Accidents are on the rise at the small roundabout at Little Falls in Gorham. Robert Lowell / American Journal

The number of crashes are piling up at the busy Little Falls roundabout in Gorham, which ties for second among high-crash intersections in town, and a town councilor and a former town councilor have some suggestions on how to make it safer.

The intersection links routes 202 and 237, two highways heavily used by commuters from Standish and Windham.

The roundabout tallied 24 crashes with five injuries for the three-year period ending in 2023. The count rises from 20 accidents with three injuries for the three-year period ending in 2022; and 16 with two injuries in 2021.

Gorham Deputy Police Chief Michael Nault said the roundabout “is tight, especially for large trucks, and sight distances are short.” In reviewing crash reports at that location, he said “human elements,” such as failing to yield and improper use of the roundabout, appear to be the major causes. Some drivers have been known to leave the travel lane and illegally cut directly across the inner circle of the roundabout rather than drive around it.

A Route 202 approach to a tight roundabout in Gorham’s Little Falls section. Robert Lowell / American Journal

Built about 1997, the roundabout is “considered too small by today’s design standards,” said Paul Merrill, spokesman for the Maine Department of Transportation.

Town Councilor Seven Siegel said the Little Falls roundabout was one of the first in the state. “Since then, DOT has learned and gotten better at designing roundabouts,” he said.


Design standards on roundabouts are “constantly changing,” Merrill said.

“The size of the roundabout and number of lanes needed are based on traffic volumes. The center circle is based on a recommended standard from research findings and guidelines,” he said.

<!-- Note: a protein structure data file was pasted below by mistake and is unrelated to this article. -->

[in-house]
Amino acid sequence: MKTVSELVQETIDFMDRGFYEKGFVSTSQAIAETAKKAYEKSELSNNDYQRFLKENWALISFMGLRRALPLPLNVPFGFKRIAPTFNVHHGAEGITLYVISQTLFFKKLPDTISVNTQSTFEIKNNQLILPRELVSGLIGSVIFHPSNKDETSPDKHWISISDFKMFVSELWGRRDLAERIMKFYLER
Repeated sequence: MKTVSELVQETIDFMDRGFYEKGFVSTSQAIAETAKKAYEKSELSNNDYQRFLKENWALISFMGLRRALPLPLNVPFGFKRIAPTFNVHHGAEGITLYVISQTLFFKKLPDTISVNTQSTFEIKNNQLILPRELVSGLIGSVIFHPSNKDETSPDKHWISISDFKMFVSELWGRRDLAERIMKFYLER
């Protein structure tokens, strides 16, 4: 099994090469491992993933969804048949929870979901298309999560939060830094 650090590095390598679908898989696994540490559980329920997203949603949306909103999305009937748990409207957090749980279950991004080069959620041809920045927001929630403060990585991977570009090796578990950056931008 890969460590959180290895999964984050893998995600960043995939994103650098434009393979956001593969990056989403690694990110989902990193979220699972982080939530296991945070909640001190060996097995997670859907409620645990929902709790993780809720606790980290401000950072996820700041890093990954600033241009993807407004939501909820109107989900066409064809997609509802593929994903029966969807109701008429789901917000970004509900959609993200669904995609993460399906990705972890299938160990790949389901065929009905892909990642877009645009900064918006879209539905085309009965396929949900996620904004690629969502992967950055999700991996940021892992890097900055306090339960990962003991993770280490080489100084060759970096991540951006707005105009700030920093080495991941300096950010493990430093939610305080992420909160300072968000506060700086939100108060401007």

White Rock resident and former Town Councilor Benjamin Hartwell frequently travels through Little Falls and has contacted the council with his safety concerns. He says the center circle should be raised.

“I think the fix for Little Falls is to add something to the center (landscaping or public art), paint the raised concrete portion, and raise the inner concrete portion similar to the other roundabouts,” Hartwell said.

“Raising the inner portion will cause people to slow down more, right now it’s barely a bump,” he said.

Gorham has five roundabouts and two besides Little Falls are labeled high-crash intersections.


By comparison, the roundabout at the Rines Bypass and Narragansett Street/Route 202 had 12 crashes for the same three-year period that ended in 2023 and the roundabout at the Rines Bypass and Ossipee Trail/Route 25, 11.

Roundabouts are safer than four-way intersections, Siegel said. There has not been a fatal accident at the Little Falls roundabout in the past 20 years.

“What makes a roundabout unsafe is when people are not using them correctly, specifically driving through the center of the roundabout and driving too quickly,” he said.

Siegel agrees with Hartwell about painting the center.

“When the roundabout was initially built, the raised curbing was red, and it was more obvious that it wasn’t just part of the road. We can re-create that. I have already asked the town manager to add the Little Falls roundabout to the painting list this spring,” Siegel said.

He also likes the idea of installing a public sculpture in the center of the roundabout.


“Personally, I think it would be great if we could put a wood bear in the center just like at the Cherry Hill Farm trails telling people to go around,” Siegel said.

Town Council Chairwoman Suzanne Phillips said the state is aware of the town’s concerns. There’s potential for a state study “to evaluate improvements,” she said this week.

“Unfortunately, the Town Council cannot make decisions regarding the roundabout,” Phillips said.

The state has no plans now for the Little Falls roundabout, Merrill said.

The top five high-crash intersections for the past three years in Gorham are: Blue Ledge and County roads with 30 accidents and 15 injuries; Little Falls; Main Street and New Portland Road, 24 crashes, two injuries; Brackett Road and Saco Street, 15, six injuries; and Gray Road and Libby Avenue, 14, three injuries.

The DOT defines high crash locations as those with eight or more vehicle accidents in a three-year period and a frequency greater than the statewide average for similar locations.

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